Covid-19 is having a profound effect on businesses throughout Ireland.  There are a number of issues which may arise in respect of commercial contracts as a result of Covid-19.  Some businesses may face disruption to their supply chain while others are forced to close in line with government restrictions.  Parties may now be unable to fulfil contractual obligations as a result.

The inability to fulfil the terms of a contract may result in legal disputes over these agreements.  An obligation under a contract in Ireland is enforceable in accordance with its terms in all but exceptional circumstances.

Force Majeure

Contracts may specify what is to happen in the event of certain events such as a natural disaster.  A provision like this in a contract is known as a force majeure clause.  This clause will come into place where said event will restrict or prevent one or both parties to the contract from performing their obligations.

A force majeure clause within a contract may suspend the obligations of the affected party until the force majeure episode has ended.  A force majeure clause should be examined and interpreted carefully to understand its full scope.  It may have a broad interpretation which encompasses, for instance, a pandemic.  Such clauses typically include “Act of God” or “natural disaster”.  As Covid-19 has been classified as a pandemic, any force majeure clause which includes the term “pandemic” may be used as a defence to non-performance of a contract.  The broader the clause the more open it will be to dispute.  That said, many force majeure provisions do not include a pandemic in their definition hence in these contracts, Covid-19 does not fall within the force majeure provision.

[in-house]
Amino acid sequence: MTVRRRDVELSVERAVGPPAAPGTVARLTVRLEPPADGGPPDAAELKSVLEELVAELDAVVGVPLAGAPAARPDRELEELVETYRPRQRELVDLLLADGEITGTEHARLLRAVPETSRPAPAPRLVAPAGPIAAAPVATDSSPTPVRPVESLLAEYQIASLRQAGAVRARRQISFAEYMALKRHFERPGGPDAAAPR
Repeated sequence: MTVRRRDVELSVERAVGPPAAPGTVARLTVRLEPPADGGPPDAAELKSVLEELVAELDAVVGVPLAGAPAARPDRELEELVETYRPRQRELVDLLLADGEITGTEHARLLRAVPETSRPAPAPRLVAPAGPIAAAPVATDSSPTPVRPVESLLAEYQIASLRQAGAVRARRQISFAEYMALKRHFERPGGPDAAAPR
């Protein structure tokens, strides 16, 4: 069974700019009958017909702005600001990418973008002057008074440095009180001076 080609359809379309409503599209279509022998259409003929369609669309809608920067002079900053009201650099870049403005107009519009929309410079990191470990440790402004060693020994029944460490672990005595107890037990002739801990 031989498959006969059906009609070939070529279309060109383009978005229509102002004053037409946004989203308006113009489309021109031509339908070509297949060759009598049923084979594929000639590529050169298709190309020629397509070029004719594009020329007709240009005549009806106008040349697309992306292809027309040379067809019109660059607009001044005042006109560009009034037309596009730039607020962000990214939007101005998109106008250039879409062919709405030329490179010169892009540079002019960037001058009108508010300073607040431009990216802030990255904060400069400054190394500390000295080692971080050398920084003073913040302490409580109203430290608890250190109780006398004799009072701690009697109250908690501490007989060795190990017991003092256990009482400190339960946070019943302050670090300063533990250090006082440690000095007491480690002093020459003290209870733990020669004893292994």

Where a party relies on a force majeure clause, the obligations of each party are delayed until the relevant event has ceased.  In the current climate, a delay would seem like a more amiable approach for someone who may wish to continue working with the other party in the future.

Doctrine of Frustration

Where there is no force majeure clause or the clause does not cover a pandemic, there are other exceptional circumstances in which a court may decide that a contract has been frustrated.  This arises where a contract becomes impossible to perform, is now illegal or where the performance of the contract is sufficiently different from the original contract that it would be unfair for one of the parties to carry out their obligations.

A contract will not normally be frustrated where an alternative mode of performance is possible, even if more difficult, will take longer or will be more expensive to carry out.  When a contract is terminated through frustration, the parties are released from their respective obligations under the contract from the date of termination.  The fact that a contract will not be completed by the agreed completion date does not necessarily mean the doctrine of frustration brings the contract to an end.  This is especially relevant to construction contracts during the current crisis.

Execution of Documents during COVID-19

As a result of the Covid-19 pandemic and the restrictions in place in Ireland regarding travel and social distancing, we need to have solutions in place which enable us to carry on with business activities while complying with government regulations.